Wednesday, August 4, 2010: 1:30 PM-5:00 PM
303-304, David L Lawrence Convention Center
Catherine H. Graham
Catherine H. Graham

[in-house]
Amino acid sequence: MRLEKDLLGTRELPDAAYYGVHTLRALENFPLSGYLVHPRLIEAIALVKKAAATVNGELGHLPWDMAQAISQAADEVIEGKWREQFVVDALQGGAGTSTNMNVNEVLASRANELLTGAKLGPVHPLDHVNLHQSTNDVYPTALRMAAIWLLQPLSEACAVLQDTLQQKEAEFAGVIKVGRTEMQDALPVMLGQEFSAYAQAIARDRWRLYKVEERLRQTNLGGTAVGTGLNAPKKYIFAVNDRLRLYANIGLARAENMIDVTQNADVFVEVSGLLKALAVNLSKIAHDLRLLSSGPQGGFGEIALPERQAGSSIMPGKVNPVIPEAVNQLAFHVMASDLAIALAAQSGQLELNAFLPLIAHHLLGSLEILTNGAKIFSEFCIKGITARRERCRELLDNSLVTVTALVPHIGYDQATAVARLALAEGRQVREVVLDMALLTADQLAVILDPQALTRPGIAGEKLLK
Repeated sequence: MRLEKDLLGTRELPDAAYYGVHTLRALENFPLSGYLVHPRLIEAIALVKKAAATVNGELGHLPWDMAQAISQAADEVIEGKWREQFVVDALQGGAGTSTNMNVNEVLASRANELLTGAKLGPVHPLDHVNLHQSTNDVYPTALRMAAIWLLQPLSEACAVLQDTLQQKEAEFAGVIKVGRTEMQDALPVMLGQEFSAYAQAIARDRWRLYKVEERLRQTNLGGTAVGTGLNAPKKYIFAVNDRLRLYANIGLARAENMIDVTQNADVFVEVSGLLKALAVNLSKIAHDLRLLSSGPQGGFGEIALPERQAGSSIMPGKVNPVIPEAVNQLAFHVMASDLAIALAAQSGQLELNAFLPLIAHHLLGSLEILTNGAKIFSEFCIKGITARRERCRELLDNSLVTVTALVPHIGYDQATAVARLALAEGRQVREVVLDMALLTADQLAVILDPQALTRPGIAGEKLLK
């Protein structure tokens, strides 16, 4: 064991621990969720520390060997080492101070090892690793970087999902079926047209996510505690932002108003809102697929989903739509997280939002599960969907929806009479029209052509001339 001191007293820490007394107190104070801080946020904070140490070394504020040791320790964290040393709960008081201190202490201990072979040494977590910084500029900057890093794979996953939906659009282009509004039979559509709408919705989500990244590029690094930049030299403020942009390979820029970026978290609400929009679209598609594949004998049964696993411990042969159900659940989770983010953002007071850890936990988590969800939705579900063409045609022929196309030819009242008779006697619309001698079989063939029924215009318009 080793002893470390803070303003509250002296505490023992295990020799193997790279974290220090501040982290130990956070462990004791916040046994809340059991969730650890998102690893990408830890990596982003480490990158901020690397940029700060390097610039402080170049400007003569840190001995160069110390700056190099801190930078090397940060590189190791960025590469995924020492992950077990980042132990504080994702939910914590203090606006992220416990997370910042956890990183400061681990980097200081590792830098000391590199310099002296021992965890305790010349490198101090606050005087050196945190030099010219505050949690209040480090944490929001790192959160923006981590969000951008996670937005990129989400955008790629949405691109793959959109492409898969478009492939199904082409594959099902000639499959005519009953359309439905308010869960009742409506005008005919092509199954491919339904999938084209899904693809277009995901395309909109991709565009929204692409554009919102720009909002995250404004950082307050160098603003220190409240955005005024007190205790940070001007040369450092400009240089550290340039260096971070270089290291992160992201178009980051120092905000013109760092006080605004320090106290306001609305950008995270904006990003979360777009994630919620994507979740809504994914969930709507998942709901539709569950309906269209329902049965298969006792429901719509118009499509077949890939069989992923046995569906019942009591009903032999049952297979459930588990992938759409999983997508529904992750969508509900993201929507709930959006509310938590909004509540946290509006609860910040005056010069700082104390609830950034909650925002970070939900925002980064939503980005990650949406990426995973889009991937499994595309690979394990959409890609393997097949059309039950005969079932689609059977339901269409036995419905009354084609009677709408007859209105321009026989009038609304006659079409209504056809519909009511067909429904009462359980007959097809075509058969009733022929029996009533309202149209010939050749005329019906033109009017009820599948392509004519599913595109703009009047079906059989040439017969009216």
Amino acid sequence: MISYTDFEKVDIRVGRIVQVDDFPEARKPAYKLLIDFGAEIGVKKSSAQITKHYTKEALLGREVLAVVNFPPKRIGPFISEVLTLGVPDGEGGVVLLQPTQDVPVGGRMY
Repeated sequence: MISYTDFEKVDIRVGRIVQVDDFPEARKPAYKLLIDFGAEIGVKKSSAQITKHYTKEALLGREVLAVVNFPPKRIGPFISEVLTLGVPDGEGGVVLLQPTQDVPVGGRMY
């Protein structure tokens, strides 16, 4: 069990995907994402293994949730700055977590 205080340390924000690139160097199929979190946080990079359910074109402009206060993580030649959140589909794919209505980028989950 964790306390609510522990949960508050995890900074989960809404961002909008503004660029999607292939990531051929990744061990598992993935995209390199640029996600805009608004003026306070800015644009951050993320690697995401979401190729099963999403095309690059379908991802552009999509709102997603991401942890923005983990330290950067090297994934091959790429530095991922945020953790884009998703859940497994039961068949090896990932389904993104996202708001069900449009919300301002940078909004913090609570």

Beta diversity, which measures how species composition changes across geographic space and/or environmental gradients, has long been considered an important measure for quantifying biodiversity patterns and determining mechanisms that influence these patterns. Further, complementarity, which is essentially a measure of beta diversity, serves as the conceptual basis for systematic reserve design. Recently, beta diversity has been extended to include information on species relatedness (i.e., phylogenetic beta diversity, PBD) in three relatively distinct fields. Ecologists who study macro-organisms have started to quantify phylogenetic relatedness among assemblages to better evaluate how environmental gradients and geographic barriers influence biodiversity patterns (e.g., Graham & Fine. 2008. PBD: linking ecological and evolutionary processes across space in time. Ecol. Letters 12:1265-1277). At the same time, microbial biologists have embraced PBD, since information on relatedness but not species demarcation is readily available from the ribosomal RNA sequences that are typically used in microbial diversity assessment (e.g., Lozupone & Knight. 2005. Unifrac: A new phylogenetic method for comparing microbial communities. Appl Envrionm Microbiol 71:8228-35). Finally, conservation biologists have extended organismal based reserve design algorithms to include phylogenetic information (e.g., Ferrier et al. 2007. Using generalized dissimilarity modelling to analyze and predict patterns of beta diversity in regional biodiversity assessment. Div and Dist, 13: 252-264) in an attempt to conserve both our taxonomic and evolutionary heritage, currently and in the face of climate change. An increasing number of methodological advances and case studies are underway, in each field showing that PBD can provide new insight on mechanisms influencing biodiversity. Nonetheless, there has been limited collaboration, or even cross-citation, among these different fields. To this end we propose to bring together a diverse set of ecologists, microbiologists and conservation biologists to explore phylogenetic beta diversity, its uses, limitations and future potential as a research and conservation tool.